A Song Cycle About Love, Death, and Whiskey

An Immersive Theatrical Experience Review by Julinda D. Lewis

At: The Firehouse 1609 West Broad St., Richmond, RVA 23220

Performances: January 19 – February 18, 2023 [NOTE: This includes extended dates]

Ticket Prices: $35 general admission, $45 VIP two-top, $20 students

Info: (804) 355-2001 or

If you like the unique and different, if you are comfortable with ambiguity, if dramatic explorations of death and non-linear story-telling pique your interest, then GHOST QUARTET  was written for you. Not fully a play, not fully a musical, more akin to an opera, Dave Malloy’s creation was first produced in 2014 and was soon after nominated for awards for Best Music and Best Musical.

While I assert that the term “musical” is too confining to describe Ghost Quartet, there is no doubt that the music – much of which is played or engineered by Amy L Oblinger – is amazing. There are vocals and instrumental music involving a piano, a cello, a violin, and percussion. At one point small percussion instruments – a tambourine, a rattle, small rattles – are distributed to audience members.

Two of the Quartet members perform a delightfully unexpected tap and clog dance. And most of the cast members are quite comfortable breaking the fourth wall and addressing the audience – some of whom, the  VIPs, are seated at small table right on stage where they are served whiskey shots by the cast members who are gathered for a reunion of sorts at a bar that is apparently owned by one of the Quartet members.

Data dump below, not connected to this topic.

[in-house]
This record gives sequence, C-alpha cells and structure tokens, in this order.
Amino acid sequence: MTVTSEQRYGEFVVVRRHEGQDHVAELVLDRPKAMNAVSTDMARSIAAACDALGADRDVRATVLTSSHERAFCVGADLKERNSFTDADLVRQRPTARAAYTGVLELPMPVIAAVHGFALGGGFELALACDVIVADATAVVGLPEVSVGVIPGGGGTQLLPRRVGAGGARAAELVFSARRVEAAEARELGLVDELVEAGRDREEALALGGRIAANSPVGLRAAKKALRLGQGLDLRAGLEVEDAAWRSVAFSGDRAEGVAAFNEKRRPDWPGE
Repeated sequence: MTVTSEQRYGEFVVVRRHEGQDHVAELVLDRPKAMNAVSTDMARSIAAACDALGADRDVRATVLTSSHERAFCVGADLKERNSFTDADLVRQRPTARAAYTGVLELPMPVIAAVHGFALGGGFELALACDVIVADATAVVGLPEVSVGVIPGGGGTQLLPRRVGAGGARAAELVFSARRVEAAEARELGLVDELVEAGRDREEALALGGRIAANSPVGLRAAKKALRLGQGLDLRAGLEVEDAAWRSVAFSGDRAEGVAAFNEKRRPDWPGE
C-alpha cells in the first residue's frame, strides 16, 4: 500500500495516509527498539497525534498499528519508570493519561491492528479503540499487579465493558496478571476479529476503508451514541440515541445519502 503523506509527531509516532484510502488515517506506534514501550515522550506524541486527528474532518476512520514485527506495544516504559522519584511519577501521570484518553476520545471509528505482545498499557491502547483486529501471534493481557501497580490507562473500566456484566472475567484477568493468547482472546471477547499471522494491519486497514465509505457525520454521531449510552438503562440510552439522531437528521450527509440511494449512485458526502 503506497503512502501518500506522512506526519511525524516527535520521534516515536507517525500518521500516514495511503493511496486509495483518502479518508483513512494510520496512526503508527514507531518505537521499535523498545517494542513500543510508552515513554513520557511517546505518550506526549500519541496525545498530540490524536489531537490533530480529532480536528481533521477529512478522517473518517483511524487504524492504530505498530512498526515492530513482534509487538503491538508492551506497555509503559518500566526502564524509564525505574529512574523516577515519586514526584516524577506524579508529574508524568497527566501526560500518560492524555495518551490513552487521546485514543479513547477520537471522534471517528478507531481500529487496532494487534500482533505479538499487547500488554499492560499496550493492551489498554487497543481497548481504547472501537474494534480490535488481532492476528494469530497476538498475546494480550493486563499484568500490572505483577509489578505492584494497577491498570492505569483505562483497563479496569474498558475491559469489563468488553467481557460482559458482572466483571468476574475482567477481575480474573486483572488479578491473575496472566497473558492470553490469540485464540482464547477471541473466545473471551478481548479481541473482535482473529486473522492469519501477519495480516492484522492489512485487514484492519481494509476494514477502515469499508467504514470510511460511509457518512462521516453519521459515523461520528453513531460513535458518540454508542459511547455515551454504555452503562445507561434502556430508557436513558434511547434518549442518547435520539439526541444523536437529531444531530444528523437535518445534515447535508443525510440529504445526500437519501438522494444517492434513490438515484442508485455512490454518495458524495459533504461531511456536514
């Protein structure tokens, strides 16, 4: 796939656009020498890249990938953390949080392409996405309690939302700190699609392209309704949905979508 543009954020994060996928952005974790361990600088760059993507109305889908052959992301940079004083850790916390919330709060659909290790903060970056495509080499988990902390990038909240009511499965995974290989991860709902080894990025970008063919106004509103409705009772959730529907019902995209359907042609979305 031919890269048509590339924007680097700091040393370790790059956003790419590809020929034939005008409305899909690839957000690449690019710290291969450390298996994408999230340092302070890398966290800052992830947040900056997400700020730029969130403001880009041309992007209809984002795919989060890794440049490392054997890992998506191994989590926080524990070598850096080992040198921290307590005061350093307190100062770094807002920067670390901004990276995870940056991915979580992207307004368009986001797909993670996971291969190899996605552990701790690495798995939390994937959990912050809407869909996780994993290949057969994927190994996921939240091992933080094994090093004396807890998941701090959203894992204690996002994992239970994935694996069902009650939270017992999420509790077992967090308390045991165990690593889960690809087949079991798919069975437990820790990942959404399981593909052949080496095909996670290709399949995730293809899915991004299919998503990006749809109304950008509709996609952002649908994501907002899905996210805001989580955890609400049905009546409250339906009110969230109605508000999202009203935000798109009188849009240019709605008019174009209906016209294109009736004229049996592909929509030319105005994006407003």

Whew! That’s just by way of introduction, and doesn’t even begin to explain Ghost Quartet, Instead of Acts and Scenes, Ghost Quartet is divided into Sides and Tracks – which are announced at the top of each segment. While intentionally non-linear in structure, the sections are, in fact, related to one another. So, “The Camera Shop” in Side 1, Track 2 is related to “The Photograph” in Side 3, Track 2 and there is an “Usher” track – as in Poe’s “The Fall of the House of User” – in Sides 1, 2, and 3.

Family is another common theme woven throughout the production in which cast members play multiple characters, across generations, and encompassing – the program says – seven centuries. This makes it possible for Ghost Quartet to seamlessly discuss and conquer death, include sassy little girls and monks, have storytelling by Schéhérazade (yes, the one from Arabian nights), and sing an ode to whiskey (e.g., Jamieson, Maker’s Mark, Lagavulin), call a family meeting to deliver an ultimatum about an invisible friend, and conflate monks (the religious kind) with Thelonious Monk (the musician).

Bringing a wide range of talents, sass, and gifts to this production: Jaylin Brown, Valerie Chinn, Céilí Galante, Marjie Southerland, and Musical Director Amy L. Oblinger. They sing, they dance, they act, tell stories, play instruments, and drink whiskey for two hours (including one intermission).  Todd Labelle’s design, featuring a standard wooden bar as well as a vertical “floating” bar and walls of wide-spaced wooden slats, is simultaneously minimalist and luxurious. It provides a welcoming backdrop for an unfamiliar performance genre. Andrew Bonniwell’s lighting organically partners with the live music, electronic arrangements, and some surprisingly stunning vocal moments.